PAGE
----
In Durant, Curry, Klay Thompson, and Draymond Green, the Warriors have four All=NBA caliber players, and all are under 30. This kind of concentration of talent is unprecedented in the 30 team era, let alone the post-ABA/NBA merger era. Even in the 1980s, when super teams like the Lakers, Celtics, Sixers, and Pistons reigned supreme, the talent was more evenly concentrated, and there were more than two super teams at a time. In 2016-17, the Celtics and San Antonio Spurs, the other two conference finalists, each only had one All-Star (Isaiah Thomas for Boston, and Kawhi Leonard for San Antonio). The arms race between Golden State and Cleveland has left all others powerless to defeat them, but the addition of Durant made Golden State far better than even Cleveland.
When the Warriors took a 3-0 series lead, I stopped being entertained by the game and turned into a cold, heartless sportswriter, eager to have the most cut and dry narrative to write about. At that point, the best possible outcomes were a sweep (where I could write about how irredeemably lopsided Durant made the NBA, and be free to watch the new season of Orange Is The New Black free of guilt) or have Cleveland top their 2016 Finals comeback (where I could parallel it with the 2004 Red Sox, and imagine J.R. Smith trash talking any reporter who would listen like Kevin Millar taunted Dan Shaughnessy with the “don’t let us win tonight” line), but since one was significantly less likely than the other, I’m ashamed to admit I was rooting for the sweep. I still finished OITNB in one weekend, and I still wrote the gist of what I would have written in a sweep, but Cleveland’s Game 4 win on Friday night did complicate things a little.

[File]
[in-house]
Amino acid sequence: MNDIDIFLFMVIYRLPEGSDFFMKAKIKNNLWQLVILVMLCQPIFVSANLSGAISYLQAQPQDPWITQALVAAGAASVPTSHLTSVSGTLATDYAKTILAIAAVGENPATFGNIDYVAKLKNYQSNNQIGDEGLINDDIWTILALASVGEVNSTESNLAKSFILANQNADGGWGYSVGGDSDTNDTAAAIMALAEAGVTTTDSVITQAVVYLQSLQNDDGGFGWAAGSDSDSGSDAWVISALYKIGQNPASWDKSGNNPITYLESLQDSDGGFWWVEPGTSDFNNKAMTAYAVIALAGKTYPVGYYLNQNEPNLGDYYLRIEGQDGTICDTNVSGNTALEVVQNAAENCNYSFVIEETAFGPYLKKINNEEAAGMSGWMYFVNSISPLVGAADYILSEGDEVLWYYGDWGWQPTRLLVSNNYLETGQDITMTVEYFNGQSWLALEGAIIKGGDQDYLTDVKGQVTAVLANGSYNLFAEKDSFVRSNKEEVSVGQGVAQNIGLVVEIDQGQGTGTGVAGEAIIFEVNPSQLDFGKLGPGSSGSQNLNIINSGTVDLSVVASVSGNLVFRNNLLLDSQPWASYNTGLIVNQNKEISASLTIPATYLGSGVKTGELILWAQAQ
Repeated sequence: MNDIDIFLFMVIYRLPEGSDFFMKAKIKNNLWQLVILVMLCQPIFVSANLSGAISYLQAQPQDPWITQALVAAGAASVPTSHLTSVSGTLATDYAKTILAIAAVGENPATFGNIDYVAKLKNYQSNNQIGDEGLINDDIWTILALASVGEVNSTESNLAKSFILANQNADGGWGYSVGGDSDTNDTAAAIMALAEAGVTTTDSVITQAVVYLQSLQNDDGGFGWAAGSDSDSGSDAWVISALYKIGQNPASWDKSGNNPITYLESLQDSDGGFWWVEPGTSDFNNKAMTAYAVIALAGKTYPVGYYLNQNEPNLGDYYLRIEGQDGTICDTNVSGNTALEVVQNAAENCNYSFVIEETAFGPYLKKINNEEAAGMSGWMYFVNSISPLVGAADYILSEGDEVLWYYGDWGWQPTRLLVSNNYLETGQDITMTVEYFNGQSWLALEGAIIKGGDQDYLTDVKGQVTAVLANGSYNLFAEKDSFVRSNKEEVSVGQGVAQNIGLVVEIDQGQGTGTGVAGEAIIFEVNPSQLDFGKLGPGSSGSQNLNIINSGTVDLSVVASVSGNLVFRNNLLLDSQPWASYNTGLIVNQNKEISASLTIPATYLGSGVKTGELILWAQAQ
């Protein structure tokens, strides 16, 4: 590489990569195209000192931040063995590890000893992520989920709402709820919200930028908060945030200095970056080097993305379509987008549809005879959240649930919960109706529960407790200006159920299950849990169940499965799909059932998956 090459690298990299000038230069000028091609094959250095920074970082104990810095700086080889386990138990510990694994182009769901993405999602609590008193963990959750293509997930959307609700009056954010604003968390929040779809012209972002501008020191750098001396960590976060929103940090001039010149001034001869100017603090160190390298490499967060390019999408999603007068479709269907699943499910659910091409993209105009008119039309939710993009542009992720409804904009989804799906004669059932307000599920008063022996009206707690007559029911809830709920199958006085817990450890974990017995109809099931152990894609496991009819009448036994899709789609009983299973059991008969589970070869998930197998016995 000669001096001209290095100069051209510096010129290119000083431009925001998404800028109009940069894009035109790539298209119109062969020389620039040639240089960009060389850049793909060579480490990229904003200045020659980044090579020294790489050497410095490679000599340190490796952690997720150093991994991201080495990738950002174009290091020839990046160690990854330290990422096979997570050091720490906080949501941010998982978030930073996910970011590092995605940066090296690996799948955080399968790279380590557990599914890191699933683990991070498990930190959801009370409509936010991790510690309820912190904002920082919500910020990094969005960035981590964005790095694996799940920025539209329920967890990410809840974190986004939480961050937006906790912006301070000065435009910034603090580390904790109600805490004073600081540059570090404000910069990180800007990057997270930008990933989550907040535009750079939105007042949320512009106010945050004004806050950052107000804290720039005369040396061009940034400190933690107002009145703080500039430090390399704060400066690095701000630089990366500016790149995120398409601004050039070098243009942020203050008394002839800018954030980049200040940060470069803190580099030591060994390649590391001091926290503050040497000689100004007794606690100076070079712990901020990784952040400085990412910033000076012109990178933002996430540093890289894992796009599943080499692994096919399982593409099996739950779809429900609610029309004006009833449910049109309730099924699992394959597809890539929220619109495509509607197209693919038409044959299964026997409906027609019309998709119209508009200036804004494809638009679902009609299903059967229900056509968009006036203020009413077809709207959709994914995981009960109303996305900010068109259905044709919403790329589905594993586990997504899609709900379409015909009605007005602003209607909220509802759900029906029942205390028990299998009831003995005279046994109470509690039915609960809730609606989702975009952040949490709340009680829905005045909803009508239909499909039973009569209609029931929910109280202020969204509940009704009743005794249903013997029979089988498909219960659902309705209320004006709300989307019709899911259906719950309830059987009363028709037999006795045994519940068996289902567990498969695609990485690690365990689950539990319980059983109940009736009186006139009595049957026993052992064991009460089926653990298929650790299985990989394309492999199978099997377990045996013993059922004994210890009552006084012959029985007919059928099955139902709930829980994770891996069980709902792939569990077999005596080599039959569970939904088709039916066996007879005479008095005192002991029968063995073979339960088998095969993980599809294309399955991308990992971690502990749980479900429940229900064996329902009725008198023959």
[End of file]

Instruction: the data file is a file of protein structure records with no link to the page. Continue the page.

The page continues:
As impressive as Golden State was and will continue to be for the next few years, it would be nice to see at least a couple more teams in each conference compete going forward. A lot can happen this summer, and it is my hope that I don’t spend this Independence Day knowing who the 2018 NBA champion will be. In the meantime, the Warriors are the greatest team in the NBA, maybe the greatest ever, and the fact that they had to add another superstar to get over Cleveland is a testament to how good LeBron James really is. No star player has ever looked better losing the NBA Finals in five games than King James this year. I’m sure he will be back.
Like many trilogies, the third installment was not the best, and hardly the most exciting, but we can still admire the journey and the technical achievement that got us to this point.
This is my preview for the 2017 NBA Finals, the third straight between the Warriors and Cavaliers. For my preview of the 2015 NBA Finals, click here.
For my reaction to Kevin Durant signing with the Warriors and the 2016 NBA Finals, click here.
For my preview of the 2017 Stanley Cup Final, click here.
The wait is almost over. All we went through this NBA season, from Russell Westbrook’s Triple Double Tear through the regular season, to the collaboration of James Harden and Mike D’Antoni, to Kawhi Leonard’s assertion in San Antonio in the first year post-Tim Duncan, to Brad Stevens’ overachieving Boston Celtics, to Doc Rivers’ underachieving (and likely soon to be dismantled) Los Angeles Clippers, was just a precursor to the third consecutive NBA Finals between the Golden State Warriors and Cleveland Cavaliers.
The Warriors and Cavs blew through their conferences (in 12 and 13 games, respectively), there was a week between the last conference championship game and the first game of the Finals, giving basketball fans a Super Bowl-like layoff to think, and overthink, about the upcoming series. In that time, I keep going back and forth, over and over like this: